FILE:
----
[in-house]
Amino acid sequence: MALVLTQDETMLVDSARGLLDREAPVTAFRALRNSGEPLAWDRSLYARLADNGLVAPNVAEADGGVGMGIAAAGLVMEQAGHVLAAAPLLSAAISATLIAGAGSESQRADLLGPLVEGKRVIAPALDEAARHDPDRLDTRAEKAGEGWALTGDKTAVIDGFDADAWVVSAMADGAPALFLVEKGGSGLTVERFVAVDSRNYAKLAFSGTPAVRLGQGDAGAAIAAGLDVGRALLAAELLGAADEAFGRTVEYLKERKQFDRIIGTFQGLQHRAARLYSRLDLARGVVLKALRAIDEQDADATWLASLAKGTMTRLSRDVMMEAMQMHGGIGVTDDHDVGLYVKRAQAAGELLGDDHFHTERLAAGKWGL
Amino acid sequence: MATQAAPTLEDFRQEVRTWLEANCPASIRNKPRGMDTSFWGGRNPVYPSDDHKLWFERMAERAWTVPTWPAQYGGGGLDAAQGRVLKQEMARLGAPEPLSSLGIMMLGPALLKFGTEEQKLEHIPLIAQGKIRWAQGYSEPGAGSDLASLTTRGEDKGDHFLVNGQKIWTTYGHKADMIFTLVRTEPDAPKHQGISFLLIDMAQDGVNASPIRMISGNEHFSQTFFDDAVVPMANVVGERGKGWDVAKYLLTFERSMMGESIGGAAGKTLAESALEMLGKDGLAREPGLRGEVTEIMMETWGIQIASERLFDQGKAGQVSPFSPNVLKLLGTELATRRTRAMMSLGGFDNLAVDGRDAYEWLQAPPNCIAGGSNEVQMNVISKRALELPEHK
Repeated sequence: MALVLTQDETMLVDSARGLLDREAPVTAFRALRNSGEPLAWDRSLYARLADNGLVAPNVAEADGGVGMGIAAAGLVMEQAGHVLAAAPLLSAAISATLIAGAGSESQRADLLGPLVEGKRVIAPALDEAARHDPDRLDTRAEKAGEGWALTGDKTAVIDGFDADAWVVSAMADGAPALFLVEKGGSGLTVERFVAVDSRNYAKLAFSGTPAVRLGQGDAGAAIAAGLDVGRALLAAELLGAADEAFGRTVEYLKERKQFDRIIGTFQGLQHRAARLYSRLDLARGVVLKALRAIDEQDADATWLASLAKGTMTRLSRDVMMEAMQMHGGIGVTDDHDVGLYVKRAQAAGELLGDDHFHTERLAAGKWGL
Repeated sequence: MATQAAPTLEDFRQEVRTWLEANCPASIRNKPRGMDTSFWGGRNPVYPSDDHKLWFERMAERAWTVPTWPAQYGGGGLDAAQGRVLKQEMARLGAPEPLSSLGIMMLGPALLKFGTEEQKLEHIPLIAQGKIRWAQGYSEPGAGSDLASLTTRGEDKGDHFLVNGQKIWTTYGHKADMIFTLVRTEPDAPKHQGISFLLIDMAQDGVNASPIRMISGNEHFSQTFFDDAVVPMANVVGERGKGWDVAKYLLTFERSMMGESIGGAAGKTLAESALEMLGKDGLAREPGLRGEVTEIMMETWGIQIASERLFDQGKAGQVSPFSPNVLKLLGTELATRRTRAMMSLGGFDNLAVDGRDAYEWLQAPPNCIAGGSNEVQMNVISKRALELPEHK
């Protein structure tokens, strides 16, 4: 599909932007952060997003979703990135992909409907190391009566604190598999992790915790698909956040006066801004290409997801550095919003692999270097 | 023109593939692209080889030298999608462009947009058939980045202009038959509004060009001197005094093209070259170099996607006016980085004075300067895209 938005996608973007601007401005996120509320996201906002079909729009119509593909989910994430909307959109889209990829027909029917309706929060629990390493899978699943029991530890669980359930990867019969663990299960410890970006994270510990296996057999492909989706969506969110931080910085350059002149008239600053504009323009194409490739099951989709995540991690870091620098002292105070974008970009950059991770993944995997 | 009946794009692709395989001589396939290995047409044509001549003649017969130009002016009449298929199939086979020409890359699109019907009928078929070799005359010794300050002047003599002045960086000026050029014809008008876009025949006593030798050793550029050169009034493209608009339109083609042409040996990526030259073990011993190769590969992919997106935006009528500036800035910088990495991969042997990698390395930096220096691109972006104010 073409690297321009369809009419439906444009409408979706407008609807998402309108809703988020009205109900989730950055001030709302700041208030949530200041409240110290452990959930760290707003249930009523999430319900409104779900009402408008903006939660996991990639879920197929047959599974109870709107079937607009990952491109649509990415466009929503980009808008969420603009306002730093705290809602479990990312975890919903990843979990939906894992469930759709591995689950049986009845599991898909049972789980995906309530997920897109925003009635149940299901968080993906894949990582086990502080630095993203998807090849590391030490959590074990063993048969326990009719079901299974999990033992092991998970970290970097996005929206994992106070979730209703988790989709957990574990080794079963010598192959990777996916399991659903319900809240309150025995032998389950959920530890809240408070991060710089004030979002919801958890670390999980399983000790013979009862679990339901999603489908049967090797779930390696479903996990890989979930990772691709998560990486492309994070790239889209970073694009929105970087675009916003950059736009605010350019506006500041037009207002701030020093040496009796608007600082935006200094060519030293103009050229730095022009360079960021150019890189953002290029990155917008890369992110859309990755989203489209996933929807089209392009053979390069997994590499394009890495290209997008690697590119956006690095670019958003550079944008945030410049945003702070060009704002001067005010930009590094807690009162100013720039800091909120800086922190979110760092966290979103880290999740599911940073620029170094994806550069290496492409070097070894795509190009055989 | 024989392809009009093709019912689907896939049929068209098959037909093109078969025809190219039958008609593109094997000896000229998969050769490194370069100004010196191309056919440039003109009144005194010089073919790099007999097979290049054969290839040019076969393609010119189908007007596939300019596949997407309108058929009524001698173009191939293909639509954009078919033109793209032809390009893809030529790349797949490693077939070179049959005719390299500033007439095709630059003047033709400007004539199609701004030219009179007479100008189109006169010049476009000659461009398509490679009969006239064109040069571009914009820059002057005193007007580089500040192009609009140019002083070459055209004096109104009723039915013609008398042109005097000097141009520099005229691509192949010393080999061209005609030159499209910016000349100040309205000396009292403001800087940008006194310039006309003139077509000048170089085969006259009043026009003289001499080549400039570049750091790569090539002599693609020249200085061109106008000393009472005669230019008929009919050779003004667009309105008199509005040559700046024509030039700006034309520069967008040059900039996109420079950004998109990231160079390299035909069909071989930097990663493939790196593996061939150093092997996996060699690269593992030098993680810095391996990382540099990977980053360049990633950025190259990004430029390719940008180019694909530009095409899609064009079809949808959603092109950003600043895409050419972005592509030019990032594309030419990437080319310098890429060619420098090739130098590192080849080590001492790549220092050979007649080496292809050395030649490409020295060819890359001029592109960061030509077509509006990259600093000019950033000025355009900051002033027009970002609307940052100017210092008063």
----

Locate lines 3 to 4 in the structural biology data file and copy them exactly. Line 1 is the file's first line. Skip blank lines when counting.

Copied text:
Amino acid sequence: MATQAAPTLEDFRQEVRTWLEANCPASIRNKPRGMDTSFWGGRNPVYPSDDHKLWFERMAERAWTVPTWPAQYGGGGLDAAQGRVLKQEMARLGAPEPLSSLGIMMLGPALLKFGTEEQKLEHIPLIAQGKIRWAQGYSEPGAGSDLASLTTRGEDKGDHFLVNGQKIWTTYGHKADMIFTLVRTEPDAPKHQGISFLLIDMAQDGVNASPIRMISGNEHFSQTFFDDAVVPMANVVGERGKGWDVAKYLLTFERSMMGESIGGAAGKTLAESALEMLGKDGLAREPGLRGEVTEIMMETWGIQIASERLFDQGKAGQVSPFSPNVLKLLGTELATRRTRAMMSLGGFDNLAVDGRDAYEWLQAPPNCIAGGSNEVQMNVISKRALELPEHK
Repeated sequence: MALVLTQDETMLVDSARGLLDREAPVTAFRALRNSGEPLAWDRSLYARLADNGLVAPNVAEADGGVGMGIAAAGLVMEQAGHVLAAAPLLSAAISATLIAGAGSESQRADLLGPLVEGKRVIAPALDEAARHDPDRLDTRAEKAGEGWALTGDKTAVIDGFDADAWVVSAMADGAPALFLVEKGGSGLTVERFVAVDSRNYAKLAFSGTPAVRLGQGDAGAAIAAGLDVGRALLAAELLGAADEAFGRTVEYLKERKQFDRIIGTFQGLQHRAARLYSRLDLARGVVLKALRAIDEQDADATWLASLAKGTMTRLSRDVMMEAMQMHGGIGVTDDHDVGLYVKRAQAAGELLGDDHFHTERLAAGKWGL